Suppose your friend departs from point A (the campsite) and walks in the direction to point B (the fishing pond), but, along the way, stops to rest at some point C located three-quarters of the distance between A and B, beginning from point A (Figure \(\PageIndex{5a}\)). What is his displacement vector \(\vec{D}_{AC}\) when he reaches point C? We know that if he walks all the way to B, his displacement vector relative to A is \(\vec{D}_{AB}\), which has magnitude D_{AB} = 6 km and a direction of northeast. If he walks only a 0.75 fraction of the total distance, maintaining the northeasterly direction, at point C he must be 0.75 D_{AB} = 4.5 km away from the campsite at A. So, his displacement vector at the rest point C has magnitude D_{AC} = 4.5 km = 0.75 D_{AB} and is parallel to the displacement vector \(\vec{D}_{AB}\). All of this can be stated succinctly in the form of the following **vector equation**:

\[\vec{D}_{AC} = 0.75\; \vec{D}_{AB} \ldotp \nonumber\]

In a vector equation, both sides of the equation are vectors. The previous equation is an example of a vector multiplied by a positive scalar (number) \(\alpha\) = 0.75. The result, \(\vec{D}_{AC}\), of such a multiplication is a new vector with a direction parallel to the direction of the original vector \(\vec{D}_{AB}\). In general, when a vector \(\vec{D}_{A}\) is multiplied by a positive scalar \(\alpha\), the result is a new vector \(\vec{D}_{B}\) that is parallel to \(\vec{D}_{A}\):

\[\vec{B} = \alpha \vec{A} \label{2.1}\]

The magnitude |\(\vec{B}\)| of this new vector is obtained by multiplying the magnitude |\(\vec{A}\)| of the original vector, as expressed by the **scalar equation**:

\[ B = | \alpha | A \ldotp \label{2.2}\]

In a scalar equation, both sides of the equation are numbers. Equation \ref{2.2} is a scalar equation because the magnitudes of vectors are scalar quantities (and positive numbers). If the scalar \(\alpha\) is **negative **in the vector equation Equation \ref{2.1}, then the magnitude |\(\vec{B}\)| of the new vector is still given by Equation \ref{2.2}, but the direction of the new vector \(\vec{B}\) is **antiparallel **to the direction of \(\vec{A}\). These principles are illustrated in Figure \(\PageIndex{6a}\) by two examples where the length of vector \(\vec{A}\) is 1.5 units. When \(\alpha\) = 2, the new vector \(\vec{B}\) = 2\(\vec{A}\) has length B = 2A = 3.0 units (twice as long as the original vector) and is parallel to the original vector. When \(\alpha\) = −2, the new vector \(\vec{C}\) = −2\(\vec{A}\) has length C = |−2| A = 3.0 units (twice as long as the original vector) and is antiparallel to the original vector.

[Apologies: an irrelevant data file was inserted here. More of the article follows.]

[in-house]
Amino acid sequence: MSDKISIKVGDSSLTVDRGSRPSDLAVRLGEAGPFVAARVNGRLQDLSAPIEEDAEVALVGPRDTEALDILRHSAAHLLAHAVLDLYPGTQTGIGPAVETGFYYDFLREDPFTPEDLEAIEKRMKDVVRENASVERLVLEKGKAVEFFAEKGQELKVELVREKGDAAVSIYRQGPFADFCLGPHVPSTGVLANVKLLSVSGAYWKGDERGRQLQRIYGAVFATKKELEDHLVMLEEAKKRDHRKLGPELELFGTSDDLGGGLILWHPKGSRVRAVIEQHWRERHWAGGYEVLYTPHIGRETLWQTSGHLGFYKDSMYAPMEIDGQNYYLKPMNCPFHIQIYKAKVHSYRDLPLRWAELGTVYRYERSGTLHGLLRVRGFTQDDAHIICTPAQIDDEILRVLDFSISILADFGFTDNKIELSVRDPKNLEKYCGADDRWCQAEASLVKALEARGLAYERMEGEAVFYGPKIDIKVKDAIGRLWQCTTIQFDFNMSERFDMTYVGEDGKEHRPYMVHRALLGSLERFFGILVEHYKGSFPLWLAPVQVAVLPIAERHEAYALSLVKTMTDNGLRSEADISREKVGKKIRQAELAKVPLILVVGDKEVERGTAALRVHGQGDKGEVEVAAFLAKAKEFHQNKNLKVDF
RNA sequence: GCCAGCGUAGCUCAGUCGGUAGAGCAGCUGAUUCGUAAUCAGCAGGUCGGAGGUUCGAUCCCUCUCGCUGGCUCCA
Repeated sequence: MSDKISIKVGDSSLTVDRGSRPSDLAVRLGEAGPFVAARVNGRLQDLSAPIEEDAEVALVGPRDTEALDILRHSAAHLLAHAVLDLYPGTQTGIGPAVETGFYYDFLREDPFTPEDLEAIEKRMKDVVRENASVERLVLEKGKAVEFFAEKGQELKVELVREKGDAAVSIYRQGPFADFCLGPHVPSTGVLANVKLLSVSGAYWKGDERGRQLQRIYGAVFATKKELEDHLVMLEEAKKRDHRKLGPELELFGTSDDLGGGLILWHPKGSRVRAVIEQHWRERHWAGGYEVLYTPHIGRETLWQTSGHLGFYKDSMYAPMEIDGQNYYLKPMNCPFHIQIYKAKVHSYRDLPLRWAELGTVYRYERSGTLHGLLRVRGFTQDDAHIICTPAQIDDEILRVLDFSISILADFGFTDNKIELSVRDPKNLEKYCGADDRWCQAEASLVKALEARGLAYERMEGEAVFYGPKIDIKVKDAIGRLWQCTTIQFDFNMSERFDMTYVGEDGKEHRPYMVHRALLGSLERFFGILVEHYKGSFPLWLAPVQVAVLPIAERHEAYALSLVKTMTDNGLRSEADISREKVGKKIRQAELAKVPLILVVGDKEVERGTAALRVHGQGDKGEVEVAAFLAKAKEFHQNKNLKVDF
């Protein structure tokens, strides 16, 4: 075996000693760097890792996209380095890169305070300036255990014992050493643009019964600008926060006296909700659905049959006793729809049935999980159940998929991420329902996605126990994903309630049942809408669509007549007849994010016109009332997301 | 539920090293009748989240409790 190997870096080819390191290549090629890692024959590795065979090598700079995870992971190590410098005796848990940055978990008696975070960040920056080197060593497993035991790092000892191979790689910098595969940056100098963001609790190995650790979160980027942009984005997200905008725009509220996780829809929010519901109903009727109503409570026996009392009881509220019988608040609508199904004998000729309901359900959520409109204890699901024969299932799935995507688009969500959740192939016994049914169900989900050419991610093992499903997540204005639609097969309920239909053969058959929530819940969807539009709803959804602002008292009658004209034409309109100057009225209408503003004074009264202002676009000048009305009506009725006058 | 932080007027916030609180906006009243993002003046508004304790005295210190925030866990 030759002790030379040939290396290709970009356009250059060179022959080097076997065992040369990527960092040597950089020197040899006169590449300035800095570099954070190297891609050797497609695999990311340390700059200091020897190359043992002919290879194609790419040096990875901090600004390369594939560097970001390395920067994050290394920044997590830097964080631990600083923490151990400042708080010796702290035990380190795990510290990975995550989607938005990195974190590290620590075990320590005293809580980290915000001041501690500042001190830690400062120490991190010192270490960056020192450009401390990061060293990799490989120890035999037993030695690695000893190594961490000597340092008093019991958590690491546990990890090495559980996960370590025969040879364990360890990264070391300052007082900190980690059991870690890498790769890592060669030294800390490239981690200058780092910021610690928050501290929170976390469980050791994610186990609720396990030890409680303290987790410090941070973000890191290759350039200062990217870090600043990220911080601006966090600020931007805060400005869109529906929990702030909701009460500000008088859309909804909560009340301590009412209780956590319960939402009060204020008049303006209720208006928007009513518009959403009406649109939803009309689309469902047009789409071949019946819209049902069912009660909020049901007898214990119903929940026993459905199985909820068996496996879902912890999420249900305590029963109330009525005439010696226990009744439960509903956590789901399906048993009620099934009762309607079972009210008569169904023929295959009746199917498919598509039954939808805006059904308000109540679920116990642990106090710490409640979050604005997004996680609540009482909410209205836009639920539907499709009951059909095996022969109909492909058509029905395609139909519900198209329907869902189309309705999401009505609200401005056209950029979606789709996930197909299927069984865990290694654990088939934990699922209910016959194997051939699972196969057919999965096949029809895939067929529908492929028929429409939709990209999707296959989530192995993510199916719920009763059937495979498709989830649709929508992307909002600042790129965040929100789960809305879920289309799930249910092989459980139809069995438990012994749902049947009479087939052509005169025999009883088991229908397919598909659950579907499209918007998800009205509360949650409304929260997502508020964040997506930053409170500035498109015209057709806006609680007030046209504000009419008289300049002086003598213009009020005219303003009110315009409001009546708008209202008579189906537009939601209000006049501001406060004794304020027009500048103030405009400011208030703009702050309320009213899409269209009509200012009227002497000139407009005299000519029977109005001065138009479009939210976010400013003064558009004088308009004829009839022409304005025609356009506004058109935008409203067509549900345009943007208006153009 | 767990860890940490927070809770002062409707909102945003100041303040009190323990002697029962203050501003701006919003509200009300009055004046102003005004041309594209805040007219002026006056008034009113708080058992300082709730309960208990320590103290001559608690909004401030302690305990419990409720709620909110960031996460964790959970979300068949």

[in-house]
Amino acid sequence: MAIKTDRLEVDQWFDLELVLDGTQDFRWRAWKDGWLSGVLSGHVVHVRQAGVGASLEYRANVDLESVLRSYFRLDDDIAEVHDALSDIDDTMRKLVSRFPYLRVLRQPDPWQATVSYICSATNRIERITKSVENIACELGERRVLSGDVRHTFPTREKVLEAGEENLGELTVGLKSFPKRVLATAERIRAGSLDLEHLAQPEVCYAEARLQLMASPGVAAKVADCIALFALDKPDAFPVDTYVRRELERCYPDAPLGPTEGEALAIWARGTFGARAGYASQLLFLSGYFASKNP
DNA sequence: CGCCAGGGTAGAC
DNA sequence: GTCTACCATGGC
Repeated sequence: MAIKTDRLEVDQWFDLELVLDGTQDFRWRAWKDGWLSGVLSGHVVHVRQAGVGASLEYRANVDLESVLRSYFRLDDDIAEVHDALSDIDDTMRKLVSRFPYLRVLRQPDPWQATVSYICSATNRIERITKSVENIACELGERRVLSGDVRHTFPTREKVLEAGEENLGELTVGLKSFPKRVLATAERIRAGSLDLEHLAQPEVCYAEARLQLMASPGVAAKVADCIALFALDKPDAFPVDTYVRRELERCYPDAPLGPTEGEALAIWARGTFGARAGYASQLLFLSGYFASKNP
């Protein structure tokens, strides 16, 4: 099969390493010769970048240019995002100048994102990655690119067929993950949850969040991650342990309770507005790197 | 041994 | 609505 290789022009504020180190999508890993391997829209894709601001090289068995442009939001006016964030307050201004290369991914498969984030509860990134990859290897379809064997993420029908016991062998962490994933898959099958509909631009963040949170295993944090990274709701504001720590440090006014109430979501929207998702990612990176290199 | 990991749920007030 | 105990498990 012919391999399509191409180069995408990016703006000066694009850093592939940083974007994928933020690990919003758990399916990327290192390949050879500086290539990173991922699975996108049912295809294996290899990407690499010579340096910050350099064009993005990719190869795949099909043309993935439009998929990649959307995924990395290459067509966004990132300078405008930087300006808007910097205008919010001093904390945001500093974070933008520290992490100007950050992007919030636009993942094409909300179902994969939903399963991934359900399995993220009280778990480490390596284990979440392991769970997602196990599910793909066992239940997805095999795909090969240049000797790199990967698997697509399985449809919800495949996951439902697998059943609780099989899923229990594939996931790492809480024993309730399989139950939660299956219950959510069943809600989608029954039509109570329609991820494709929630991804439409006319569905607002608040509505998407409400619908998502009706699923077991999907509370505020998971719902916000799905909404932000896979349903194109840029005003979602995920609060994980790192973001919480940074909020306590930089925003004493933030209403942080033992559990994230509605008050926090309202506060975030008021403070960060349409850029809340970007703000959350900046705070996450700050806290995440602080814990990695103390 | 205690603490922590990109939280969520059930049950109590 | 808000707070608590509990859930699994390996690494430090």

Now suppose your fishing buddy departs from point A (the campsite), walking in the direction to point B (the fishing hole), but he realizes he lost his tackle box when he stopped to rest at point C (located three-quarters of the distance between A and B, beginning from point A). So, he turns back and retraces his steps in the direction toward the campsite and finds the box lying on the path at some point D only 1.2 km away from point C (see Figure \(\PageIndex{5b}\)). What is his displacement vector \(\vec{D}_{AD}\) when he finds the box at point D? What is his displacement vector \(\vec{D}_{DB}\) from point D to the hole? We have already established that at rest point C his displacement vector is \(\vec{D}_{AC}\) = 0.75 \(\vec{D}_{AB}\). Starting at point C, he walks southwest (toward the campsite), which means his new displacement vector \(\vec{D}_{CD}\) from point C to point D is antiparallel to \(\vec{D}_{AB}\). Its magnitude |\(\vec{D}_{CD}\)| is D_{CD} = 1.2 km = 0.2 D_{AB}, so his second displacement vector is \(\vec{D}_{CD}\) = −0.2 \(\vec{D}_{AB}\). His total displacement \(\vec{D}_{AD}\) relative to the campsite is the vector sum of the two displacement vectors: vector \(\vec{D}_{AC}\) (from the campsite to the rest point) and vector \(\vec{D}_{CD}\) (from the rest point to the point where he finds his box):